Snitching, Racism and Morale.

Today there were 12 officers, 8 from the Met, 4 from Northern Ireland, suspended for racism.
Now we do not accept anyone being racist but it is, if you hear something racist, sexist, homophobic, or whatever, very difficult to ‘snitch’ on a colleague. Today the news had two poignant sentences which were:

“The Met does not tolerate racism.” said Mr O’Connor,

But Mr O’Connor said the notion of officers

“telling tales on each other was not good for morale”.

So how do we deal with it?

There are a few things that I feel should be brought to our attention. Firstly, why now? Those cynics would say it could be a way of deflecting the light from the Winsor report which, while officers are being shown in a racist light, could be a way of taking the attention from the Winsor recommendations so they can be implemented quickly and quietly, or just very bad timing?
Racism is wrong and those that do it shouldn’t be worthy enough to do the job, however, why has this been top stories when the Winsor report seems to have got lost in the ether of the news?

The other issue is ‘How do you report a colleague?’, well this is a difficult one, it requires guts and the ability to be able to fully justify why, otherwise you will have the mud of ‘squealer’ stuck to you for the rest of your career. Yes, it should be the person who has done wrong, but nope, it’s the ‘grass’ that finds it difficult.
It is hard enough that we are under the scrutiny of the government, papers and the public already with hard hitting headlines – ‘Officer kills student whilst driving’, ‘Officers spark racism row’ etc etc, so when we become under the scrutiny of our colleagues it becomes even harder.
Oh my, when I think of previous misdemeanours and conversations that people have had in the past, it just doesn’t bear thinking about, but now, we need to work together.

I cannot abide racism, sexism, and other ‘isms’, however if we as officers have to keep looking around to see who is doing what with whom, looking to see what see what is going on between who it makes the job 100% harder.
I have disciplined officers before and would do it again, however I do not intend to have to do it in the future. I have told my officers that they need to ‘treat people with dignity and respect and if they don’t then they are in the wrong job.
There is now in most forces a ‘confidential PSD’ line where you can anonymously snitch on your colleagues, of course it isn’t anonymous as you are already logged in under your name on the system, and if it is worth anything then PSD will come down to see you- they might as well being a big hat with the ‘snitch’ to wear saying ‘I’m a rat’.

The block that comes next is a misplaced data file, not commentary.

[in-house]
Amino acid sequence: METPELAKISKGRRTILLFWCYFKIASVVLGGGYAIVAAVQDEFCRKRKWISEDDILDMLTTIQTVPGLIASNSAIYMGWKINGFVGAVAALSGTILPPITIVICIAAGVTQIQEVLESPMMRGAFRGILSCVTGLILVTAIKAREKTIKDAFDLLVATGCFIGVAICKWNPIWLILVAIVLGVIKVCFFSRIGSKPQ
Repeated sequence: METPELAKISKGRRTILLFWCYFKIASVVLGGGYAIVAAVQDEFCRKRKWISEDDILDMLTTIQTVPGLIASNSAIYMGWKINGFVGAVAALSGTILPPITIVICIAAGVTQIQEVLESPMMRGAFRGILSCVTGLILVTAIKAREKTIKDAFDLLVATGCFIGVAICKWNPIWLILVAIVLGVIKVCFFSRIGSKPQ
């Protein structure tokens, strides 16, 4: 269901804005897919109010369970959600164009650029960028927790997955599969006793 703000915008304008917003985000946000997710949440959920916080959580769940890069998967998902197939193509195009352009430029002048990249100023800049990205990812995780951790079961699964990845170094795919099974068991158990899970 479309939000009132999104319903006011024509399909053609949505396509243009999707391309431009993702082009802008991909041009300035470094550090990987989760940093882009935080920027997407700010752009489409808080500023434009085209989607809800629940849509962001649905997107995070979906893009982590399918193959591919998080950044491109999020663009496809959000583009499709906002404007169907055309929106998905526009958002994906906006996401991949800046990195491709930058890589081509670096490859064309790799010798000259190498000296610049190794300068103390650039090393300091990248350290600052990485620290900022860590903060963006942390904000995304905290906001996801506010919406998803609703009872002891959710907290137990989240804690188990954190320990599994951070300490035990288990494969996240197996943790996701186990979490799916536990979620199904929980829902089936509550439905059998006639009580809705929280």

There are ways and means of doing things and writing anonymously isn’t sitting comfortably with me, either stand up and be counted or don’t say anything.

Of course the forces ‘get out clause’ is

we gave them the necessary training.

What training? Do they mean the e-learning we get given which can be done either at home or with ‘downtime’ ? Downtime doesn’t always necessarily exist and I do know of officers who just click through it so fast, leave the videos running when they go and make a cuppa, or just don’t bother. How is that sufficient training? Classroom based training and discussion is far more interesting and helpful as healthy discussion regarding issues can be talked through, whereas sitting in the station, by yourself during a busy shift, particularly nights (who has their brain ticking over then?) is not good. As I said it is the get out clause for ‘ they have had the training’.

So what is the answer? Well I guess the answer is to not have ‘those’ type of people in the first place. How do you ‘weed out’ racist, sexist, and homophobes before they can even start? Some people have these attitudes ingrained from family, friends and colleagues, and it is up to us to highlight that this is not healthy and not acceptable. Only hands on training can do this in my opinion, not staring at a computer monitor with someone talking at you. There needs to be discussion amongst colleagues to help others understand that you should treat people as you would want to be treated and you cannot do that with the current e-learning, non interactive training there is now. The training does cost of course, but it is far more cost effective than taking officers off the streets and into a classroom.

Just a last note, but isn’t it strange how the media is showing the police in a bad light just as these reforms are coming through. What about all the good things we do, haven’t seen much of that in the media. Cynical moi? Non! Well may be just a little…….

Stay safe,

Insp. Juliet Brav

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